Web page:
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An alliance between Michigan’s three largest research universities has produced an economic impact of more than $15.2 billion across the state over the past four years, according to a report issued Tuesday by the Anderson Economic Group.

Members of the University Research Corridor have invested more than $1.8 billion in research, which represents growth of approximately 30 percent, according to Anderson Economic Group. In the same time span, the URC, comprised of the University of Michigan, Michigan State University and Wayne State University has cultivated the launch of 131 start-up companies.

The results are “an indicator of how truly world class these research universities are and what a tremendous asset they are to the state of Michigan,” said Jeff Mason, the URC director, in a written release. But the success of the collaboration does not necessarily mean the three universities want to grow closer together.

On Tuesday, presidents of the three universities appeared at the Detroit Economic Club and argued against the possibility of consolidating them into a single statewide system, the goal of a bill that has been referred to committee within the Michigan state Legislature. Currently, Michigan’s 12 public universities are operated autonomously.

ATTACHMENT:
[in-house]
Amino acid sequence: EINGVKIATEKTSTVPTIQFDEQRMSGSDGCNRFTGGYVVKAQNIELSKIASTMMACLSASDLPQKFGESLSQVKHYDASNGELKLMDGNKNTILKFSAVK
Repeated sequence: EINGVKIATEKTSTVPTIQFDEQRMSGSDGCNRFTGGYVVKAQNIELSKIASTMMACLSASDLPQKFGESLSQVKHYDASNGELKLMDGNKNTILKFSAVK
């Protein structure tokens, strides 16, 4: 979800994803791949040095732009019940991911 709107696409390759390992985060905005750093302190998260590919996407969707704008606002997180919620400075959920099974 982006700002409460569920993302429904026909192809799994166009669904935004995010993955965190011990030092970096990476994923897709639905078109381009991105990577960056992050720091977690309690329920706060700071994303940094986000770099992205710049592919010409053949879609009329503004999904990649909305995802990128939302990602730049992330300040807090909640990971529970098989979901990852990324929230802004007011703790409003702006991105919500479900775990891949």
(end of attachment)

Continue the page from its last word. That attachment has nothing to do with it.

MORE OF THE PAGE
A commission made up of 11 people appointed by Gov. Rick Snyder could analyze the current higher-education structure in the state and make recommendations on how to cut costs, up to and including consolidating some universities, according to a report today in the Detroit Free Press.

Michigan president Mary Sue Coleman said the universities have responded to economic conditions and been “fiscally responsible.” Michigan State president Lou Anna Simon questioned whether consolidation would really save money. “If you add layers, you add cost,” she told the newspaper.


Three stories making news across the Midwest today:

1. UAW and Ford reach tentative deal. The United Auto Workers union has reached a tentative agreement with Ford Motor Co., announced Tuesday, that calls for $6,000 in signing bonuses and the creation of 5,750 new jobs at plants in the United States. Workers could vote on the agreement by the end of the week. “The American auto industry is on its way back,” UAW President Bob King said in a statement, adding the jobs will be added by the end of 2012. Crucial to the deal was consensus on entry-level wages of approximately $17 per hour. The tentative agreement means that Chrysler is the only automaker of the Big Three without a deal.